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Alternative formsEdit

ab init


From Latin ab (from) + initiō, ablative singular of initium (beginning).


  • (US) IPA(key): /ˌæb ɪˈnɪʃ.i.oʊ/, /ˌæb əˈnɪt.i.oʊ/, /ˌɑb əˈnɪt.i.oʊ/


ab initio

  1. (law) From the time when a legal document comes into force. [Early 17th century.][1]
  2. (sciences) Calculated from first principles, i.e. from basic laws without any further additional assumptions.
    • 1983, Monty Python, The meaning of life, at about 1h 15':
      [] this soul does not exist ab initio, as orthodox Christianity teaches; it has to be brought into existence by a process of guided self-observation. However, this is rarely achieved, owing to man's unique ability to be distracted from spiritual matters by everyday trivia.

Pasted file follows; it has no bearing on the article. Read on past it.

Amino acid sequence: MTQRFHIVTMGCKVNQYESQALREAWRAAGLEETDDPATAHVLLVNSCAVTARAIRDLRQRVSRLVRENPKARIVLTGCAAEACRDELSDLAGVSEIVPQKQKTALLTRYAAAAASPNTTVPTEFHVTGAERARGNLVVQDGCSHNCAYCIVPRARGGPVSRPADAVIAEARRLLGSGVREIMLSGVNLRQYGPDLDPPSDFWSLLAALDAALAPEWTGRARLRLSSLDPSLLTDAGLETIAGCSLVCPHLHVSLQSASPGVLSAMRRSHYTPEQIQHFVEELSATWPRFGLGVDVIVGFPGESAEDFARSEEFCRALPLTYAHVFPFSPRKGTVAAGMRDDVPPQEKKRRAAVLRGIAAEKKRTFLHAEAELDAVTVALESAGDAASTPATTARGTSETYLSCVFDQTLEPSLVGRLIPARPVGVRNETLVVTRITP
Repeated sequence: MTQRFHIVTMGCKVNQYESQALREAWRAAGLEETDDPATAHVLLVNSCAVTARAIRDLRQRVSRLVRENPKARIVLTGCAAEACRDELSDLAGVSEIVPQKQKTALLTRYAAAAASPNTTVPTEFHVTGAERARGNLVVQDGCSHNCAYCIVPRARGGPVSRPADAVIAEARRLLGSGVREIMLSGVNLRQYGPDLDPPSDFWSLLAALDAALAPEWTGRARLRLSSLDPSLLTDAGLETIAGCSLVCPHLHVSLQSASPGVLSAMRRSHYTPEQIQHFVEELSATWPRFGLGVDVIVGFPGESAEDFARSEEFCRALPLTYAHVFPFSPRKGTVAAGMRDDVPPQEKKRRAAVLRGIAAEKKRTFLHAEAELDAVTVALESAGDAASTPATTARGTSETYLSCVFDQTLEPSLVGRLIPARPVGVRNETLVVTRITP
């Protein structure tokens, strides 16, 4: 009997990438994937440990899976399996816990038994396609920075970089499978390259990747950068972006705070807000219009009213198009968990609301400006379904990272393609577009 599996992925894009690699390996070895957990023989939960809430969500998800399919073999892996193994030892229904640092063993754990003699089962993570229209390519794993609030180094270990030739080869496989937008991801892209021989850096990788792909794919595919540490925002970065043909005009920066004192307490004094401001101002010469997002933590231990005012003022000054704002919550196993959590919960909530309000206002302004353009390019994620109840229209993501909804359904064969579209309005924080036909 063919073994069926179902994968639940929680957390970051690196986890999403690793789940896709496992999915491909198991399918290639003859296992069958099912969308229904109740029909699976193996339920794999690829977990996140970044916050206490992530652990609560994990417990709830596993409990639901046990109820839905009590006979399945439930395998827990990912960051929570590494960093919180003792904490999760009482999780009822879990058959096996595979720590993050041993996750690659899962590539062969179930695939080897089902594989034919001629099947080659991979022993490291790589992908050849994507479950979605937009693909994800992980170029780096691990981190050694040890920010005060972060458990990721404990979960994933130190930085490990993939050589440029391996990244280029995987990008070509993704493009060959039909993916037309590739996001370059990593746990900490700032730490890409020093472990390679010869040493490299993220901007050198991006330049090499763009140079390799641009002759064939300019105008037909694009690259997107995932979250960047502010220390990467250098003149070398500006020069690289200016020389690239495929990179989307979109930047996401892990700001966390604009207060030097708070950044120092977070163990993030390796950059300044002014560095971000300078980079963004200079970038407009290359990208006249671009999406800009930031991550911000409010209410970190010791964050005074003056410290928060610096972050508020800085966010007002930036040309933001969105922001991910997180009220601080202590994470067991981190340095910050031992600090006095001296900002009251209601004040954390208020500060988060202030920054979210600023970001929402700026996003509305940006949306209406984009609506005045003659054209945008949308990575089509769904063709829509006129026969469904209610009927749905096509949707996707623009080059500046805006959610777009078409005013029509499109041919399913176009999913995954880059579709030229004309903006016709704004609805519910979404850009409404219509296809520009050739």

3. (of an academic course) Taken with no prior qualifications.

Related termsEdit



  1. ^ “ab initio” in Lesley Brown, editor-in-chief; William R. Trumble and Angus Stevenson, editors, The Shorter Oxford English Dictionary on Historical Principles, 5th edition, Oxford; New York, N.Y.: Oxford University Press, 2002, ↑ISBN, page 4.